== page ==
After a thorough examination of Pakistan’s various weaknesses, let’s discuss the challenges that lie ahead. Here is the bottom line with respect to the team’s position in the on-going World Cup:
If the men in green are to stand any chance of making it to the last eight, they must aim to win all four of their remaining matches in the group stage.
After two heavy defeats against India and the West Indies, Pakistan has nosedived to the bottom of Pool B. With a pitiful net run-rate of -2.26, the team could well be packing its bags sooner than expected if it finds itself tied with another team (possibly Ireland or the West Indies) for fourth position in the group. If Misbah’s boys are to dictate their fate in the tournament, they must turn things around fast. As unachievable as this might sound, it is definitely not impossible.
Two of Pakistan’s four remaining games are against associate teams; Ireland and the UAE. While the Pakistanis are expected to overcome the UAE challenge with ease, they must not get complacent against an always impressive Irish team. Ireland has been a party spoiler for Pakistan in the 2007 world cup and has already delivered the first upset of the 2015 edition by convincingly beating the West Indies in their opening fixture.
The remaining two opponents, South Africa and Zimbabwe are expected to be bigger thorns in Pakistan’s journey. Zimbabwe’s recent form suggests that Elton Chigumbura and Co are hungry for victory and in form with the bat. Zimbabwe has also beaten Pakistan in an ODI as recently as August 2013 when the two sides faced each other in a three match series on African soil. In the first ODI, Zimbabwe convincingly thrashed Pakistan by chasing down a modest total of 245 runs with seven wickets in hand and 10 balls to spare. Even though Zimbabwe poses a legitimate challenge, the Pakistanis should be able to manage victory if they play to their potential and bat sensibly.
The match against South Africa will prove to be the ultimate test for team Pakistan in the group stage. Not only do the South Africans have two of the best current ODI batsmen in Hashim Amla and AB DeVilliers, they also possess the most feared fast bowler of the last half-decade; Dale Steyn. South Africa also leads Pakistan by a whopping 3-0 in head to head encounters in the World Cup. Even though the Proteas start as heavy favourites with history on their side, if the Pakistanis can pick up some much required momentum in the tournament they can certainly not be written off.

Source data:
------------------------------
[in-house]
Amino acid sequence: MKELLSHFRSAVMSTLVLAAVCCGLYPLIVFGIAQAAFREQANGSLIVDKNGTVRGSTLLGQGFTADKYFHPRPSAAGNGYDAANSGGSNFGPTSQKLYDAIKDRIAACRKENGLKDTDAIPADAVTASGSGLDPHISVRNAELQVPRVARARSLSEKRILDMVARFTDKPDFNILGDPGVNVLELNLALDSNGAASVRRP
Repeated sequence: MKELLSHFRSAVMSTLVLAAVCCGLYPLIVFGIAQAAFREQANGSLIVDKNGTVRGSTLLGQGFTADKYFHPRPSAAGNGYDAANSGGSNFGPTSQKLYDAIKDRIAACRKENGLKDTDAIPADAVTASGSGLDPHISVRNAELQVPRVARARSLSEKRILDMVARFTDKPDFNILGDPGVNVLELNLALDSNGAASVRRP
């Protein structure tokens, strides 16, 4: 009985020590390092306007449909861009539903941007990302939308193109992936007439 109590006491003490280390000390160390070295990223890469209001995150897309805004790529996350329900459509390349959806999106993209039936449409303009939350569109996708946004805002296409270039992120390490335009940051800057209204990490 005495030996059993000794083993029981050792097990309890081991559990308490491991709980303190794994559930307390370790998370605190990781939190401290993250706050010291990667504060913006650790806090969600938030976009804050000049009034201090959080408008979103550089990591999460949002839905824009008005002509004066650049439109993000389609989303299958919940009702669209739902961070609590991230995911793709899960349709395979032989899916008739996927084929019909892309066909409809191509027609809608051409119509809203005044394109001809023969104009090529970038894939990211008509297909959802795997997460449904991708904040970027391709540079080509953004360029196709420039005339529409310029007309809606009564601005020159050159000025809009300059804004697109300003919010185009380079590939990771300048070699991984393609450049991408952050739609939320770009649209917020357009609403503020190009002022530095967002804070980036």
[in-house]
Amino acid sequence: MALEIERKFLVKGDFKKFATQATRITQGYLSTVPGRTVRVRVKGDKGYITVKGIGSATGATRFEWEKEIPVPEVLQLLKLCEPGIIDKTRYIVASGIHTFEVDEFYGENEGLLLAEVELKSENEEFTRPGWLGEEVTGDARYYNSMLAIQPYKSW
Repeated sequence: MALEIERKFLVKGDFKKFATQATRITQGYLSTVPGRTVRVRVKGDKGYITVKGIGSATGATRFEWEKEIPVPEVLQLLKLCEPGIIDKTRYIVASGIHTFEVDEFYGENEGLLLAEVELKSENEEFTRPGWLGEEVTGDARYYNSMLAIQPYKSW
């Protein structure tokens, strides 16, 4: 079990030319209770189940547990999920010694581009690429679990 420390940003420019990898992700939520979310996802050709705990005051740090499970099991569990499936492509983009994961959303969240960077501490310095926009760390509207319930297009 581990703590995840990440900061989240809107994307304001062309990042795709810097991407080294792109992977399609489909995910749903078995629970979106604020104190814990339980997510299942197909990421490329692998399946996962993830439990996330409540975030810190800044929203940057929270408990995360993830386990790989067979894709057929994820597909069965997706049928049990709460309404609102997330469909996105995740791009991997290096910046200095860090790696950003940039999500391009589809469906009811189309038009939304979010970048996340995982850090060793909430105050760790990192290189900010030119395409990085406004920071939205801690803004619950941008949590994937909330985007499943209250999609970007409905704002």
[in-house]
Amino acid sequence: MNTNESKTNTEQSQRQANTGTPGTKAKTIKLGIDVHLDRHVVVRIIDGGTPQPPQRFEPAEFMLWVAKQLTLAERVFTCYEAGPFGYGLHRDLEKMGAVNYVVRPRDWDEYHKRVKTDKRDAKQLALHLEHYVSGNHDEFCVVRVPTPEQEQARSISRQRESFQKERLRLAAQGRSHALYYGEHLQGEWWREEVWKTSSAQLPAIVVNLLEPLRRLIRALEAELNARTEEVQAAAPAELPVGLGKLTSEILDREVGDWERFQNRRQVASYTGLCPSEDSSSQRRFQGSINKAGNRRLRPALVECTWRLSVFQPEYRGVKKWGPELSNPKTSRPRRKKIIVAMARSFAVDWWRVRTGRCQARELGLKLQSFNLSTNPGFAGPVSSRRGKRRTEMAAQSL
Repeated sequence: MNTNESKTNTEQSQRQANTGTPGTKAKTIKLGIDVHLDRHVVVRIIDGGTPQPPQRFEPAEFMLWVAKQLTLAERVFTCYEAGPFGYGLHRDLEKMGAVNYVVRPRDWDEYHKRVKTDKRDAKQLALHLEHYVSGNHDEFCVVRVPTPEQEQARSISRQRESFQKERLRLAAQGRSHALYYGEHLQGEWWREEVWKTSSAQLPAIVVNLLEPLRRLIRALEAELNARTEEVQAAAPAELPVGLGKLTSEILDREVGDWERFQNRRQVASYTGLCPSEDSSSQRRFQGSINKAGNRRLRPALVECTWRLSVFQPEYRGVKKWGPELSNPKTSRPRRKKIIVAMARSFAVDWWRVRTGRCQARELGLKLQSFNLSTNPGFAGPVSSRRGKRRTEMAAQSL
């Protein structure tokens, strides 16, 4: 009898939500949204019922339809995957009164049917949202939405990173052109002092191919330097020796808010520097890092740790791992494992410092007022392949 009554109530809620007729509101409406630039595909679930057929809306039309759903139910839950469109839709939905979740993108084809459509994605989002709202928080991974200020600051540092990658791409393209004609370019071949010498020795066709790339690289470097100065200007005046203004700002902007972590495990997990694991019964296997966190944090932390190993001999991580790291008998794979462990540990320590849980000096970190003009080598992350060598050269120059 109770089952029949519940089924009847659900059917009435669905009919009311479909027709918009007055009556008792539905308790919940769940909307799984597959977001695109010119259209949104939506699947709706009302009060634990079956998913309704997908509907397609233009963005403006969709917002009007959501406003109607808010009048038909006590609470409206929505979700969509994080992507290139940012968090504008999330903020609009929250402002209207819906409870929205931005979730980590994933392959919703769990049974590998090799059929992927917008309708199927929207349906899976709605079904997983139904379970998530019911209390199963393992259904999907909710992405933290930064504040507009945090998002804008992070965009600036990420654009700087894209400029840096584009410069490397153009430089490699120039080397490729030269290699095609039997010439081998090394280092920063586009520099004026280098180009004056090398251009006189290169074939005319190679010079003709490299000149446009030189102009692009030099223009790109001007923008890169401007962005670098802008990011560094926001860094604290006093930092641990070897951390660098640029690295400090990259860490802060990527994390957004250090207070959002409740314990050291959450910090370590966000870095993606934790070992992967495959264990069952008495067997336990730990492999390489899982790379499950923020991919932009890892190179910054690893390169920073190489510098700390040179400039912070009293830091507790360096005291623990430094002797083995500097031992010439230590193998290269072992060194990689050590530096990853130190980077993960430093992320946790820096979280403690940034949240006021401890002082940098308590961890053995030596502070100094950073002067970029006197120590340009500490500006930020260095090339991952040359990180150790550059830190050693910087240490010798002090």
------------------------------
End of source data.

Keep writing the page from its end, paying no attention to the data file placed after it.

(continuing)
Listed below are a few possible remedies to Pakistan’s playing XI:
– Sarfraz Ahmed should be immediately brought into the fold as a replacement for out of form and out of shape opener Nasir Jamshed.
– Captain Misbahul Haq should bat at the number position as he is Pakistan’s in-form batsman and therefore must take on the responsibility of playing at the most important position in the batting card. Batting one down will give Misbah enough time to build his inning, at his desired pace. As a passionate Pakistani fan would put it: He must emulate the great Imran Khan by leading his cornered tigers from the front.
– The five specialist bowlers must be played at all cost.
– Yasir Shah must be given another chance. Playing two spinners is a practice not very alien to Pakistan cricket and it has brought much success in the past.
– Younis Khan should be dropped in wake of his old age and miserable attempts to counter short length bowling.
– The middle order should comprise of Umar Akmal, Sohaib Maqsood and Harris Sohail. These three young batsmen should be instructed to keep the scoreboard ticking at a steady pace, in order to avoid a drought of runs in the middle overs.
– Sarfraz Ahmed should replace Umar Akmal as the wicketkeeper.
Lastly (and very importantly), for Pakistan to turn the tide, it is very important for Shahid Afridi to perform well. It has been a rather unusual start to the world cup for the veteran who has looked more in form with the bat than ball, the latter being his primary weapon. After playing international cricket for nearly two decades, Afridi must look to deliver the goods in both departments as Pakistan requires his heroics now more than ever.
Retiring from the 50 over game at the end of the tournament, ‘Boom Boom’ will be desperate to make amends for a forgettable day at the office against the West Indies by trying to salvage Pakistan’s world cup dream in the remaining group games.
Courtesy of the historically mercurial nature of Pakistan cricket, fans (including myself) continue to hope against hope for a miraculous turnaround similar to the one Imran Khan’s young team pulled off in 1992.
It is this unpredictability that has taught every Pakistan cricket fan to keep the dream alive, no matter how dark the times may get.
You never know what to expect from the Pakistan cricket team. As a fellow cricket enthusiast and blogger from England likes to put it:
‘Rule one of Pakistan cricket: Results will be completely random and not dictated by form, logic, conditions or anything that makes sense.’
The views expressed by the writer and the reader comments do not necessarily reflect the views and policies of The Express Tribune.